There’s some interesting data there and it’s well worth checking out.
For startup founders, however, the most interesting comment comes not from Lee but from Fred Wilson. In a post on his blog that looks at the data in the TC post, he makes this critical observation (highlight is mine):
This (looking at “unicorn” data) is a very useful exercise in the VC business since it is these big wins that produce the vast majority of returns in the business. I am not sure it is that is worthwhile exercise for entrepreneurs since you can bypass the VC business entirely, keep all or most of your company, and sell it for $20mm and have a big personal and financial success. That’s another way of saying that focusing on the huge wins is something VCs do, will keep doing, and need to do, but it can be a colossal waste of time and energy for everyone else. Unless, of course, you raise money from VCs. In which case, you are getting into the game and will be impacted by it.
Check out this link for Basic VC Maths – Part 1
We made an announcement about the new direction of PushStart yesterday.
It was a long-ish post so I don’t blame people for not reading it all – but from the responses I’ve had there are some things that need clarifying.
- PushStart has not shut down. Only the accelerator has.
- We are not abandoning the existing teams. The organisation (a seperate PushStart entity) that ran the fund and the program still has obligations to the teams and investors and, as one of those investors, I certainly want to continue helping the PS12 class succeed.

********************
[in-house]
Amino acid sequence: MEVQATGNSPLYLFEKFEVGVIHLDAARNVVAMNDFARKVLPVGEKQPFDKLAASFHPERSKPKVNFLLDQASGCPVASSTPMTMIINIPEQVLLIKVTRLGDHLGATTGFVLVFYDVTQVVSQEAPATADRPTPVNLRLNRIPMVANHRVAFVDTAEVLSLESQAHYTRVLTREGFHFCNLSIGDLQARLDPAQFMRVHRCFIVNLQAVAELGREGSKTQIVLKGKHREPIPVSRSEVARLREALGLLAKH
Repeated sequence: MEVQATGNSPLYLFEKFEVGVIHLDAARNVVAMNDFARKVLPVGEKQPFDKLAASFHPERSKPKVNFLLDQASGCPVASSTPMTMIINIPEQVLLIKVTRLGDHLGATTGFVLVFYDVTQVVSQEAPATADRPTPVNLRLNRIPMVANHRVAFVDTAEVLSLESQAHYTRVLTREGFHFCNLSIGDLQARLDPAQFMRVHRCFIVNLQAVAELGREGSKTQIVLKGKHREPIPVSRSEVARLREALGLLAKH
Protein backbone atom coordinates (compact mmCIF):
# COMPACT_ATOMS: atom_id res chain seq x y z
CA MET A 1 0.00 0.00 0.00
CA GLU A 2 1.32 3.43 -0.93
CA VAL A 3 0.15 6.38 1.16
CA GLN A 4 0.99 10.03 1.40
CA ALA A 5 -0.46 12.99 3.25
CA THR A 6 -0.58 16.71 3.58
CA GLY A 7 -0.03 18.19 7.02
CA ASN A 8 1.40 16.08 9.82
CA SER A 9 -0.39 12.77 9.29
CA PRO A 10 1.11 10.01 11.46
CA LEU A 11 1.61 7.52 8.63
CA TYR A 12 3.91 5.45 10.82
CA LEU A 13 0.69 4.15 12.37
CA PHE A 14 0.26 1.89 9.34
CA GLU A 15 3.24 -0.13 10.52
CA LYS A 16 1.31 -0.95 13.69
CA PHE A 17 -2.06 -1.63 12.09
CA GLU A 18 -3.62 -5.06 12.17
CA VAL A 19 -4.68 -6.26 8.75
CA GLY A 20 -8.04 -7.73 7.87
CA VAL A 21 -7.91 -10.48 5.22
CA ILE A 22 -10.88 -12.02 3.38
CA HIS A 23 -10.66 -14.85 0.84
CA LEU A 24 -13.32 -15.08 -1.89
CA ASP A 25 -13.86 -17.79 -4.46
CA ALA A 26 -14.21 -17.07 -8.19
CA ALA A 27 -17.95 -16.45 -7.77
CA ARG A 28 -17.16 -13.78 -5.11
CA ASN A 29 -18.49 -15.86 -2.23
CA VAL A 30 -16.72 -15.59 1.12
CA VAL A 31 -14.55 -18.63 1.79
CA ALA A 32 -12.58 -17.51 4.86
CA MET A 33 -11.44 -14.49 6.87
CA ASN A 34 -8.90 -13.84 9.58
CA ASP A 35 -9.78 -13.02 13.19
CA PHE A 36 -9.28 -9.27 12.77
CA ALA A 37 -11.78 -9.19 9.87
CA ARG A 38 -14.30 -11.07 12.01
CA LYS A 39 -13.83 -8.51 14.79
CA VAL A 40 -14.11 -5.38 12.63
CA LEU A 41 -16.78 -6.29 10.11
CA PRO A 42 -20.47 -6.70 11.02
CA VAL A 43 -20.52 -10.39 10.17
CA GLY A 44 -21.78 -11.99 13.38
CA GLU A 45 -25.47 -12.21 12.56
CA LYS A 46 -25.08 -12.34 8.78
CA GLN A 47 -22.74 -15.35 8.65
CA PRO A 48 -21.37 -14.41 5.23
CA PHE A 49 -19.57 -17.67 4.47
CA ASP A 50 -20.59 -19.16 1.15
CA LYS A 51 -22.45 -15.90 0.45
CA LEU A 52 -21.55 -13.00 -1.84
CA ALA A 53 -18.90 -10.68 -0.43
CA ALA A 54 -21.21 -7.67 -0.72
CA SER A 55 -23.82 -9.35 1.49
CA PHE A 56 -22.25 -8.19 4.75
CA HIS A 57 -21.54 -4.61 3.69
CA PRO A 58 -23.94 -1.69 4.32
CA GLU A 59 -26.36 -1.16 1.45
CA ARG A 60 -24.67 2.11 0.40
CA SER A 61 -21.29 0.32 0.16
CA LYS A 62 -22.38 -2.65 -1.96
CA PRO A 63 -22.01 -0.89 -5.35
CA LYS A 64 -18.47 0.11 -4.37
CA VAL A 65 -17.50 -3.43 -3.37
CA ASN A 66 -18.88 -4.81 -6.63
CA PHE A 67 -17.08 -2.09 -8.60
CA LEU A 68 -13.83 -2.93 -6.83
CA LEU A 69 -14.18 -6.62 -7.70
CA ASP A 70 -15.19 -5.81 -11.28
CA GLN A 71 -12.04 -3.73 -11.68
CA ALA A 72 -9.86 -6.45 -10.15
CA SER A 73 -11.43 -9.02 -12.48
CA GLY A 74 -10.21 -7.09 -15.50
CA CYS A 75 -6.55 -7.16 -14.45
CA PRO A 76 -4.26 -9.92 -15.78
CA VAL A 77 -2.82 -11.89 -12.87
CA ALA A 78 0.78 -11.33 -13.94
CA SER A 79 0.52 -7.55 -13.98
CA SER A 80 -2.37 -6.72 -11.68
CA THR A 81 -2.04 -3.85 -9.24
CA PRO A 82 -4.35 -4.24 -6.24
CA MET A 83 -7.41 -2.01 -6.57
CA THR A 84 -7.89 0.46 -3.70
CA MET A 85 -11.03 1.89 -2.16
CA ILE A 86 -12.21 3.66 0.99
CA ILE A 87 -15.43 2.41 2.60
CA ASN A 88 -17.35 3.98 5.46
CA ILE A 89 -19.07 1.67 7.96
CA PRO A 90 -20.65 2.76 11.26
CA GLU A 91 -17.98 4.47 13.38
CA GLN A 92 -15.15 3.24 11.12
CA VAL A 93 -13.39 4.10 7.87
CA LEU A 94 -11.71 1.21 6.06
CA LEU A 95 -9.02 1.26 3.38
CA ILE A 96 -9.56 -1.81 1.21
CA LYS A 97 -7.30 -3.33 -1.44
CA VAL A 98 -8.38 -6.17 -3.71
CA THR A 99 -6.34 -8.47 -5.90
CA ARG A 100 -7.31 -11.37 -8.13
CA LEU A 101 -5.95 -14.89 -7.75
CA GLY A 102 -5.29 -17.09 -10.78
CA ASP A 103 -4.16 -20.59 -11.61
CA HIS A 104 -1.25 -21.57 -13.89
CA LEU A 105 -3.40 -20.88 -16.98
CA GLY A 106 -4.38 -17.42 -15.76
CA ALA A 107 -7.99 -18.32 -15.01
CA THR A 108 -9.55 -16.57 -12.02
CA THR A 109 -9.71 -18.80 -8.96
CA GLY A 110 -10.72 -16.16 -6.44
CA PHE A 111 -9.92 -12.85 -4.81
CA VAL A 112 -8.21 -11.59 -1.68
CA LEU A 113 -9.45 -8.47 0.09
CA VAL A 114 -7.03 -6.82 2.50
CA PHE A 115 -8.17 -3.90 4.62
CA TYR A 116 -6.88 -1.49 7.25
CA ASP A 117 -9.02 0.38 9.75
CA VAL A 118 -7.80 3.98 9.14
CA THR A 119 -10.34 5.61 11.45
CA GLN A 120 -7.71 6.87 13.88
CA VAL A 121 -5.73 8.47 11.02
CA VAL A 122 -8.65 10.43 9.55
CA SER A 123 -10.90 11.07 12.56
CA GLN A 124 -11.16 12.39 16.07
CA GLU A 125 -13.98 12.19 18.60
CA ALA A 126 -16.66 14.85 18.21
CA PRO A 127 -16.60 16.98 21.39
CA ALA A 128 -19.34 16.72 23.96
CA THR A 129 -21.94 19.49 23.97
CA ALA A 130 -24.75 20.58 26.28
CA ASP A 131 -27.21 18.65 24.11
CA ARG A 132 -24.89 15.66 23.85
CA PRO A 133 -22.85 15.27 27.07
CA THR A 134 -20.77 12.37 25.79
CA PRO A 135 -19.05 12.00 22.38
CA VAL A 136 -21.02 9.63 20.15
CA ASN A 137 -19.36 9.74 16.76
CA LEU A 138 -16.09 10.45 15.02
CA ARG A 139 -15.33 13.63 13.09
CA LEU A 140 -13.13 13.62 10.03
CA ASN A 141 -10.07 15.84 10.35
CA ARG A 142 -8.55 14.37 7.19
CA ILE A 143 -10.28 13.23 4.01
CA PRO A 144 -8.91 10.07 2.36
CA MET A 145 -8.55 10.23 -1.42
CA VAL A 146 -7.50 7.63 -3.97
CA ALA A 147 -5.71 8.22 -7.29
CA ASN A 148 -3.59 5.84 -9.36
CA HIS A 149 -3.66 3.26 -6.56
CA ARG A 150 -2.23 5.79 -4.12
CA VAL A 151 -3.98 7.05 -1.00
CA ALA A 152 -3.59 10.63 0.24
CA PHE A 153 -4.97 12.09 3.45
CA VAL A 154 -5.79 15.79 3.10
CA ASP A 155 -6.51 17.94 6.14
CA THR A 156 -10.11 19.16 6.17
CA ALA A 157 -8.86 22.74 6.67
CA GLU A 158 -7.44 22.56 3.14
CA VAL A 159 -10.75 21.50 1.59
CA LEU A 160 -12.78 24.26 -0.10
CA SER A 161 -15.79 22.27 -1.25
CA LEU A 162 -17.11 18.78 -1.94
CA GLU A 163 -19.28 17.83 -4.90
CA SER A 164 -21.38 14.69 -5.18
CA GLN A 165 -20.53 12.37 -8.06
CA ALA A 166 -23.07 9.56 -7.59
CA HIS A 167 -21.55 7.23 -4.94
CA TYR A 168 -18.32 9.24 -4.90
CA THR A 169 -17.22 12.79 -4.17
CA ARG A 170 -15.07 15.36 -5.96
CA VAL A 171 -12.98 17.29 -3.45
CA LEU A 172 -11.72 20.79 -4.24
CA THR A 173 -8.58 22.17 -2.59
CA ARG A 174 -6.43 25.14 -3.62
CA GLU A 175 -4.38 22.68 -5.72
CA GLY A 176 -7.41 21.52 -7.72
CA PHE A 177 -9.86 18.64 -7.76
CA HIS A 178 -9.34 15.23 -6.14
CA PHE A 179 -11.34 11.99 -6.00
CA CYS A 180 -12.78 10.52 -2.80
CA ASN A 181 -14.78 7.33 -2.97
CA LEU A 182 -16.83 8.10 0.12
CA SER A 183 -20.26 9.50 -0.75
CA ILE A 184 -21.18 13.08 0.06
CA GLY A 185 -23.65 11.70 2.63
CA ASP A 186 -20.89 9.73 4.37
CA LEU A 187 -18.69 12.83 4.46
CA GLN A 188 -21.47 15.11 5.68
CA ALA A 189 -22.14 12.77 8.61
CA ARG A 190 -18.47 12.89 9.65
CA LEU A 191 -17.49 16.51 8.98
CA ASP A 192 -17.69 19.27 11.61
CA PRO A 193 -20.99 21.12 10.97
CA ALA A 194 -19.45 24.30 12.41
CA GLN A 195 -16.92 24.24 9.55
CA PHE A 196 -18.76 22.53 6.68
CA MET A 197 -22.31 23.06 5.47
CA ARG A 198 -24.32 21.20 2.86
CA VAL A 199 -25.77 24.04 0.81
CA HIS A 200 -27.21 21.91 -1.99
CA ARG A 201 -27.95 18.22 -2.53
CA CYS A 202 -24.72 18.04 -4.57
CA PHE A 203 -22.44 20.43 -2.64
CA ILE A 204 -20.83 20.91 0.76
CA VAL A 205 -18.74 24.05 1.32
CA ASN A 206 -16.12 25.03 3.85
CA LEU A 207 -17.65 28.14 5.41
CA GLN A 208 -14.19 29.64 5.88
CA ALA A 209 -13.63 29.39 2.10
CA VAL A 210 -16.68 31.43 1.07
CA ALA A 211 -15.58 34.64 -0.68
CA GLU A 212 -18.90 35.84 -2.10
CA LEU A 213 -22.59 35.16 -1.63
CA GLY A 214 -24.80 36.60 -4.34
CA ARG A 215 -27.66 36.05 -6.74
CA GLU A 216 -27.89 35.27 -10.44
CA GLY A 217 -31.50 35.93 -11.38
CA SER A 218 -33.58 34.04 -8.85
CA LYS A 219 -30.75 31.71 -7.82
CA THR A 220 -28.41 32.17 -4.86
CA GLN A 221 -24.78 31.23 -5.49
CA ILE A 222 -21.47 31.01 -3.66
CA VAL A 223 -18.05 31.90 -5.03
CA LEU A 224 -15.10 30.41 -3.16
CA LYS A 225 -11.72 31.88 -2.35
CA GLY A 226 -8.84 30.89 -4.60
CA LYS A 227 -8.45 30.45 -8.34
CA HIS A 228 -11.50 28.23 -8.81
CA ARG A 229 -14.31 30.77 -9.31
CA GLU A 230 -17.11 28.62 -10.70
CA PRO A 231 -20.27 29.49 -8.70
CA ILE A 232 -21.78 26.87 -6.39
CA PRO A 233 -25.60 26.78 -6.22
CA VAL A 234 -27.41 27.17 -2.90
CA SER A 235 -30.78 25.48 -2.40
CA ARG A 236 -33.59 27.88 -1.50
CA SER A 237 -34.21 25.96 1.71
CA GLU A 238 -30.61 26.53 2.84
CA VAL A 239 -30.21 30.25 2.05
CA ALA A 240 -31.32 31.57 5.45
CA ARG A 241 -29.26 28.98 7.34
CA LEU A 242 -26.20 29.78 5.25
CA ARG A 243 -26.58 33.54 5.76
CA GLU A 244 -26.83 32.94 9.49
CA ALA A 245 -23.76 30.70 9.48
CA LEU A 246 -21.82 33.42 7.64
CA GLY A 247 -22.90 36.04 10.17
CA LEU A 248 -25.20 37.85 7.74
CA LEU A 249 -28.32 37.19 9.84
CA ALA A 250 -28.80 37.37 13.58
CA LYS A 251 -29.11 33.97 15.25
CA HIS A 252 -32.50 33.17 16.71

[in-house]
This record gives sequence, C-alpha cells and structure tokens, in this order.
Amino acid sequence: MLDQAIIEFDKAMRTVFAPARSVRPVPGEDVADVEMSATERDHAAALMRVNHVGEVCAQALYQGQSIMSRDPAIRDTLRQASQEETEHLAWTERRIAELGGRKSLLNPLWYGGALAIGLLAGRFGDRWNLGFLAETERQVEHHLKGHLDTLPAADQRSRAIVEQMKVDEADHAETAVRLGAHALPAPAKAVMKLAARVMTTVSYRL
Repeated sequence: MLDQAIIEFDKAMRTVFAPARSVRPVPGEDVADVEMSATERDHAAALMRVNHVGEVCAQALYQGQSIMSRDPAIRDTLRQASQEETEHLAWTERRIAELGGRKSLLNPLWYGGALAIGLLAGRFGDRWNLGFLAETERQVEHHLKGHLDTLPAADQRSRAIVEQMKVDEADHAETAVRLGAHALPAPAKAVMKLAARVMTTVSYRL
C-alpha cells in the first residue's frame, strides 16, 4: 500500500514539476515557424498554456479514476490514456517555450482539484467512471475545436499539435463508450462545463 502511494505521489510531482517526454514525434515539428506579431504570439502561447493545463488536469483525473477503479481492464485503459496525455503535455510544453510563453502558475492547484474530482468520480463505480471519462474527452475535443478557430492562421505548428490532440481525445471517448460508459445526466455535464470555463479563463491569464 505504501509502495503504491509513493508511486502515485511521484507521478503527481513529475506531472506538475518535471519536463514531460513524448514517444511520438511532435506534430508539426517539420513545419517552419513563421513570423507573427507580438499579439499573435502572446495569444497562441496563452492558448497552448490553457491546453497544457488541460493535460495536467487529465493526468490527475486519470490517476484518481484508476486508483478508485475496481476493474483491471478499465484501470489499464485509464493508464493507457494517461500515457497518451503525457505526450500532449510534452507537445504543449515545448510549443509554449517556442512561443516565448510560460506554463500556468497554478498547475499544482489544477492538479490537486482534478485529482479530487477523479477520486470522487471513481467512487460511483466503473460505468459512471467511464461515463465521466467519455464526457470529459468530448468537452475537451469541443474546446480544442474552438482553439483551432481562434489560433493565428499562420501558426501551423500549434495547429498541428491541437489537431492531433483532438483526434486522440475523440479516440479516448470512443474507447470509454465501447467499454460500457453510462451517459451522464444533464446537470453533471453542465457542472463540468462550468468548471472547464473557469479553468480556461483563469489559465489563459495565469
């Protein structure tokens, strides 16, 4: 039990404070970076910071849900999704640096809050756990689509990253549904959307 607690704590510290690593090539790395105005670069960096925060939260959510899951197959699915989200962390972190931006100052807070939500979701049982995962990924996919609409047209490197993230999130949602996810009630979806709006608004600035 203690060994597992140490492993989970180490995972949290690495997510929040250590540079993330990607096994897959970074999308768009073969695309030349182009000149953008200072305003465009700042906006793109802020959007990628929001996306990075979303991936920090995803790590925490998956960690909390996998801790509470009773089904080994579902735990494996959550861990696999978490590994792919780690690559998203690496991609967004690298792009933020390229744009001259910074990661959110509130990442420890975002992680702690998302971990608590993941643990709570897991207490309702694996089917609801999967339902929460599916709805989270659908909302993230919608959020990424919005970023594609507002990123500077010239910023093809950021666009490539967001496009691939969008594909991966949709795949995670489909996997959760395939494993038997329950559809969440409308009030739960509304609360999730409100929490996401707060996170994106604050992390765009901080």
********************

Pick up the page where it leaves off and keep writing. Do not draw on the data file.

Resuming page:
- I am not leaving PushStart. I will still be involved in the same way I’m involved with the various meetups / co-working space etc. i.e. as something that I’m passionate about outside of my main working gig.
- This is not a sad or bad thing. There’s a natural beginning and end for all things in life. This was the natural end for the PushStart accelerator program. With the support we had we could have continued to run more programs for a long time to come but for a variety of reasons we made the decision not to. No doubt it will leave a hole for a short period of time but I’m confident that if there is genuine demand for more accelerators in Sydney that others will appear.
- I will be speaking about my new project very soon. It will be awesome but we need to nut out the final details before announcing so please stop asking me what it is 🙂
From a recent Steve Blank interview.
Still don’t think that many entrepreneurs fully comprehend this:
Q. And they’re putting down real money, so they want their entrepreneurs to succeed.
A.Your interest and your V.C.’s interest in liquidity may not be the same. Those who take big V.C. money have signed up for, “We’re going to be a home run or we’re going home.” That’s the interest of the V.C.’s. They have a portfolio of 10 or 15 investments, and they’re going to swing for the fences on all of them. That’s their business strategy. But you might not have realized what you signed up for. Because if someone had sat you down and said, “Would you be happy if it got sold for $25 million?” you would say, “Yeah, I get to take home $5 million, that’s more than I’ve ever seen.” But that’s not your V.C.’s strategy.